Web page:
Arnold’s images, seem distant, almost imperious, amid the myriad rituals of masculinity
Sean O’Hagan

[cta headline=”Sat 28 May | 6pm | Main Space” buttontext=”Book Now” buttonlink=”httpss://smockalley.ticketsolve.com/shows/873552691/events”]Tickets €10/8[/cta]

Margaretta D’Arcy

Performer, writer, director and political activist, Margaretta D’Arcy is a tireless and inspirational figure. She worked in theatre from the age of fifteen, first as an actress and then as an accomplished playwright, but it is perhaps as an activist that she is best known.

Over the years her activism has taken many forms, from anti-nuclear campaigns to the H-Block protests in Armagh (an experience that inspired her book Tell Them Everything). Now, in the wake of her latest campaign (against the use of Shannon Airport by US military planes), Ireland’s ‘Guantanamo Granny’ reflects on her extraordinary life in the company of Jim Sheridan, the acclaimed director of My Left Foot and In The Name of the Father.

[cta headline=”Sat 28 May | 8pm | Main Space” buttontext=”Book Now” buttonlink=”httpss://smockalley.ticketsolve.com/shows/873552692/events”]Tickets €12/10[/cta]

The Big Debate
The Dying of the Light:
Marion Coutts, Susana Moreira Marques & Seamus O’Mahony

Death still comes to us all, and yet in the Western world we have lost the ability to cope with it, tidying our sick away into hospices to be cared for by professionals they barely know.

The Undiscovered Country brings together three writers whose work explores mortality in very different ways.

Marion Coutts’ Welcome Prize-winning memoir The Iceberg is a powerful account of the death of her husband (the art critic Tom Lubbock), while in The Way We Die Now, Seamus O’Mahony offers a profound meditation on Western conceptions of mortality, and in Now and at the Hour of our Death journalist Susana Moreira Marques explores death in a remote Portuguese community.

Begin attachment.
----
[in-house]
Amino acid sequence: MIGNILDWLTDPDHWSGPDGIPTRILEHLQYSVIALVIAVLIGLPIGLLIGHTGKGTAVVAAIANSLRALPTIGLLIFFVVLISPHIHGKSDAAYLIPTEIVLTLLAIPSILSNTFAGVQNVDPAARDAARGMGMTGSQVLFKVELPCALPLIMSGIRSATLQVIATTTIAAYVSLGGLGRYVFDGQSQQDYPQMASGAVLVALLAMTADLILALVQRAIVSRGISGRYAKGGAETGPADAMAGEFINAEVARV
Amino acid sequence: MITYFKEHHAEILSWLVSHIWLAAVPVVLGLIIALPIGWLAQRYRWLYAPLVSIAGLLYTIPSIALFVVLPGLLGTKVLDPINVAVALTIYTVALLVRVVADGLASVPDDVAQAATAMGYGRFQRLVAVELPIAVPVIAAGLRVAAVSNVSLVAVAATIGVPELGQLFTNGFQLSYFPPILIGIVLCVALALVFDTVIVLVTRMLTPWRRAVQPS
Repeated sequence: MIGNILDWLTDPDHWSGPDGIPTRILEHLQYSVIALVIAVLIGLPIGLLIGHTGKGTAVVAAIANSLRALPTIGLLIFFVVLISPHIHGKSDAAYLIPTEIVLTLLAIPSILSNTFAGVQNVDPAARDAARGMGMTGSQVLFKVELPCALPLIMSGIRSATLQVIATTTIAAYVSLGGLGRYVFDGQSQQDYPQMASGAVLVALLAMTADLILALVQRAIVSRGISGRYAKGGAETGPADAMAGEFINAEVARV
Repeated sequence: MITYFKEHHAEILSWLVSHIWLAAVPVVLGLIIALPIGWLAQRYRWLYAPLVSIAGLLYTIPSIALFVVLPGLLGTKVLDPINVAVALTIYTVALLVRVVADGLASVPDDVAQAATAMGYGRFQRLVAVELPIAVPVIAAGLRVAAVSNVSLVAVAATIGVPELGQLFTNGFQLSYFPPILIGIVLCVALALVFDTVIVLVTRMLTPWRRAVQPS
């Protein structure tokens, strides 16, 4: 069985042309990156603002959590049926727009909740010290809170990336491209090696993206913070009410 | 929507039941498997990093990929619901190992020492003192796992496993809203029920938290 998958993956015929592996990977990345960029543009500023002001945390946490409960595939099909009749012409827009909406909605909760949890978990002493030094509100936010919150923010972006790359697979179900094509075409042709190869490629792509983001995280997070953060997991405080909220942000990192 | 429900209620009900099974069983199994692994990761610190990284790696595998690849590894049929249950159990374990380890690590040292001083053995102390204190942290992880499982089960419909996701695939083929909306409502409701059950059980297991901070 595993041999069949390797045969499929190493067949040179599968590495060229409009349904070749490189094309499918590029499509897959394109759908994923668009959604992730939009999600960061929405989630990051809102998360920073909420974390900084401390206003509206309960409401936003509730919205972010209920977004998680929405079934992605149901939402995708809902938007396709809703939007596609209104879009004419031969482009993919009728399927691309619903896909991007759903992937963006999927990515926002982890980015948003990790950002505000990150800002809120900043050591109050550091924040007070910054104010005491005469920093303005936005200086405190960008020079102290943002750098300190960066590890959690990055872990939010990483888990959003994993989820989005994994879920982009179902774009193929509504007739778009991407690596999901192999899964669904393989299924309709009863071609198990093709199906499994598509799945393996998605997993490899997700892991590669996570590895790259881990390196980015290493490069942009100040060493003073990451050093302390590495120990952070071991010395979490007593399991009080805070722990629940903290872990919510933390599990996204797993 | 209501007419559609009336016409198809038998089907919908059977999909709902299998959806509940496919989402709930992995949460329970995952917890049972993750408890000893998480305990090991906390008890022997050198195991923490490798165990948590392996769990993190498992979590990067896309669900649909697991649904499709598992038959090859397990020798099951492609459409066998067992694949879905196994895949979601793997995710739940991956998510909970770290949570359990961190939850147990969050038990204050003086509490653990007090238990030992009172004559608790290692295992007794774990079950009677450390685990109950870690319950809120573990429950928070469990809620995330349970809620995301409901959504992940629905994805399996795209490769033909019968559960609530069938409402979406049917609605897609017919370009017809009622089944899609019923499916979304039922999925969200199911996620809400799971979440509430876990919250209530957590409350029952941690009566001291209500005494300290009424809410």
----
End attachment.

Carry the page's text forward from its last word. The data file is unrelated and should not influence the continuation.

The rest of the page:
Presented in association with the Embassy of Portugal in Ireland.

[cta headline=”Sun 29 May | 12:30pm | Main Space” buttontext=”Book Now” buttonlink=”httpss://smockalley.ticketsolve.com/shows/873552693/events”]Tickets €10/8[/cta]

A L Kennedy

Novelist, dramatist, short story writer, critic and occasional stand-up comedian, Alison Kennedy is one of the most admired writers in Britain, celebrated for her exquisite prose style and sparkling wit. Since her debut 25 years ago, she has twice been named as one of Granta’s Best Young British Novelists, published seven collections of short stories, non-fiction works on everything from bullfighting to writing, and seven novels, including Day, which won the Costa Award in 2007, Paradise and now Serious Sweet, a poignant, beautiful and dazzlingly told love story about two people trying to make moral choices in an immoral world.

The event will be chaired by critic Niall MacMonagle.

[cta headline=”Sun 29 May | 2:30pm | Main Space” buttontext=”Book Now” buttonlink=”httpss://smockalley.ticketsolve.com/shows/873552694/events”]Tickets €12/10[/cta]

Seamus Heaney’s The Aeneid Book VI
with Michael Longley, Paula Meehan, Barry McGovern

When the young Seamus Heaney was translating part of the Aeneid for A-Level, his teacher, Father McGlinchey, wished aloud that it was Book VI. Nearly 50 years on, after a lifetime’s fascination with Virgil, Heaney finally turned to what he called ‘the best of books’. His translation of Book VI, which tells the heart-wrenching story of Aeneas’ journey into the underworld in search of his father, was the last achievement of his long and glittering career and, since its posthumous publication earlier this year, has been met with universal acclaim.

Now leading poets Michael Longley and Paula Meehan join actor Barry McGovern to read from this and other Heaney works in a very special event that brings the 2016 festival to a fitting close.
Presented in association with Poetry Ireland.

a miraculous return from the literary afterlife and a brilliant capstone to the imposing edifice of his writing
The Irish Times

[cta headline=”Sun 29 May | 8pm | Main Space” buttontext=”Book Now” buttonlink=”httpss://smockalley.ticketsolve.com/shows/873552695/events”]Tickets €12/10[/cta]